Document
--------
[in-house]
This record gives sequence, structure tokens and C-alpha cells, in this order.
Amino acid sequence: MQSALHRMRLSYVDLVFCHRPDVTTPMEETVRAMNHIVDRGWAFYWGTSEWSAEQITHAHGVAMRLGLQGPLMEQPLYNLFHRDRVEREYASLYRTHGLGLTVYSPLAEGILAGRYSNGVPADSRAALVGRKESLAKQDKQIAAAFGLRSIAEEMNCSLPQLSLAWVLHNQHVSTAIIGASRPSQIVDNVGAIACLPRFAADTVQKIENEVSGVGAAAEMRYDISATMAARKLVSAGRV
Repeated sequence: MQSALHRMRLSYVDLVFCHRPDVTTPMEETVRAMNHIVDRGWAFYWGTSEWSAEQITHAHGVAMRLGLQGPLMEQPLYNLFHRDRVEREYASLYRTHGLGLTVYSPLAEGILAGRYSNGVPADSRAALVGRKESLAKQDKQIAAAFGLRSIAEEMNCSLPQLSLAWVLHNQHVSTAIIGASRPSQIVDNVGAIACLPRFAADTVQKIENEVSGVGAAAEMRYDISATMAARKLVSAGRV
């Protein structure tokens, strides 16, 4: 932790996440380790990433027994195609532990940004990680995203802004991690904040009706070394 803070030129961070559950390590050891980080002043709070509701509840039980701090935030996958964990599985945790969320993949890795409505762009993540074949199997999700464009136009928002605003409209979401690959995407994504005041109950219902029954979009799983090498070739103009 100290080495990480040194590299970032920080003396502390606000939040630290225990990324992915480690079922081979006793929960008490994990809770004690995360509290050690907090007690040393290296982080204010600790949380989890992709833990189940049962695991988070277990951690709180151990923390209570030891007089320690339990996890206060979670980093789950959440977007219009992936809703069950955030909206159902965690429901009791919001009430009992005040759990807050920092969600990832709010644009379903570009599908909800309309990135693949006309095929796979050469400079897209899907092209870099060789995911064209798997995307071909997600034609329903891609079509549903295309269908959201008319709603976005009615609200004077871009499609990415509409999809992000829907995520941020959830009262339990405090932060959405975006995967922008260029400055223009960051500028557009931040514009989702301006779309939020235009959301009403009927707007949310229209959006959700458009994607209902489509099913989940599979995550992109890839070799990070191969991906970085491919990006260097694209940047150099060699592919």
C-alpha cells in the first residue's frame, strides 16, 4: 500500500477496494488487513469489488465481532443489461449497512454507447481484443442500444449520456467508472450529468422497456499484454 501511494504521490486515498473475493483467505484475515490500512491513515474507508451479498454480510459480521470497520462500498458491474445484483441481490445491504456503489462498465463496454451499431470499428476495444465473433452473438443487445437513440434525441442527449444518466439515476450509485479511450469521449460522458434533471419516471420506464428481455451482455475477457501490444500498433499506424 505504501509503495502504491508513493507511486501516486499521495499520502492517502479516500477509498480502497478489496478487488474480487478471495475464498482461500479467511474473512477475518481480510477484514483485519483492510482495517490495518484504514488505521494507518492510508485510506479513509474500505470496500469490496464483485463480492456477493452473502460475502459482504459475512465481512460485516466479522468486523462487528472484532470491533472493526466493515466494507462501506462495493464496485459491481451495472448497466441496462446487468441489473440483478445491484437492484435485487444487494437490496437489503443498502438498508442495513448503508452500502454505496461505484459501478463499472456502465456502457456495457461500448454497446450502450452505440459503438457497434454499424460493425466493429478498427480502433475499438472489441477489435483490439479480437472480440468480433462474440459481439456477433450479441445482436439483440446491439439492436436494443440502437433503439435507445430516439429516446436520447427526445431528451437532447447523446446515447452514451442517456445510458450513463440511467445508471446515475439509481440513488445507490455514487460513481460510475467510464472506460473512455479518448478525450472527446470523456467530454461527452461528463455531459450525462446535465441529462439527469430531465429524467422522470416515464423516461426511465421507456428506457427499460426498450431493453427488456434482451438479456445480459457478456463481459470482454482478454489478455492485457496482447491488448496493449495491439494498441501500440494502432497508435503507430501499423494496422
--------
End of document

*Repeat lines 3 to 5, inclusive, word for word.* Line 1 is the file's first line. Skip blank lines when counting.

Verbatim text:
Amino acid sequence: MQSALHRMRLSYVDLVFCHRPDVTTPMEETVRAMNHIVDRGWAFYWGTSEWSAEQITHAHGVAMRLGLQGPLMEQPLYNLFHRDRVEREYASLYRTHGLGLTVYSPLAEGILAGRYSNGVPADSRAALVGRKESLAKQDKQIAAAFGLRSIAEEMNCSLPQLSLAWVLHNQHVSTAIIGASRPSQIVDNVGAIACLPRFAADTVQKIENEVSGVGAAAEMRYDISATMAARKLVSAGRV
Repeated sequence: MQSALHRMRLSYVDLVFCHRPDVTTPMEETVRAMNHIVDRGWAFYWGTSEWSAEQITHAHGVAMRLGLQGPLMEQPLYNLFHRDRVEREYASLYRTHGLGLTVYSPLAEGILAGRYSNGVPADSRAALVGRKESLAKQDKQIAAAFGLRSIAEEMNCSLPQLSLAWVLHNQHVSTAIIGASRPSQIVDNVGAIACLPRFAADTVQKIENEVSGVGAAAEMRYDISATMAARKLVSAGRV
């Protein structure tokens, strides 16, 4: 932790996440380790990433027994195609532990940004990680995203802004991690904040009706070394 803070030129961070559950390590050891980080002043709070509701509840039980701090935030996958964990599985945790969320993949890795409505762009993540074949199997999700464009136009928002605003409209979401690959995407994504005041109950219902029954979009799983090498070739103009 100290080495990480040194590299970032920080003396502390606000939040630290225990990324992915480690079922081979006793929960008490994990809770004690995360509290050690907090007690040393290296982080204010600790949380989890992709833990189940049962695991988070277990951690709180151990923390209570030891007089320690339990996890206060979670980093789950959440977007219009992936809703069950955030909206159902965690429901009791919001009430009992005040759990807050920092969600990832709010644009379903570009599908909800309309990135693949006309095929796979050469400079897209899907092209870099060789995911064209798997995307071909997600034609329903891609079509549903295309269908959201008319709603976005009615609200004077871009499609990415509409999809992000829907995520941020959830009262339990405090932060959405975006995967922008260029400055223009960051500028557009931040514009989702301006779309939020235009959301009403009927707007949310229209959006959700458009994607209902489509099913989940599979995550992109890839070799990070191969991906970085491919990006260097694209940047150099060699592919």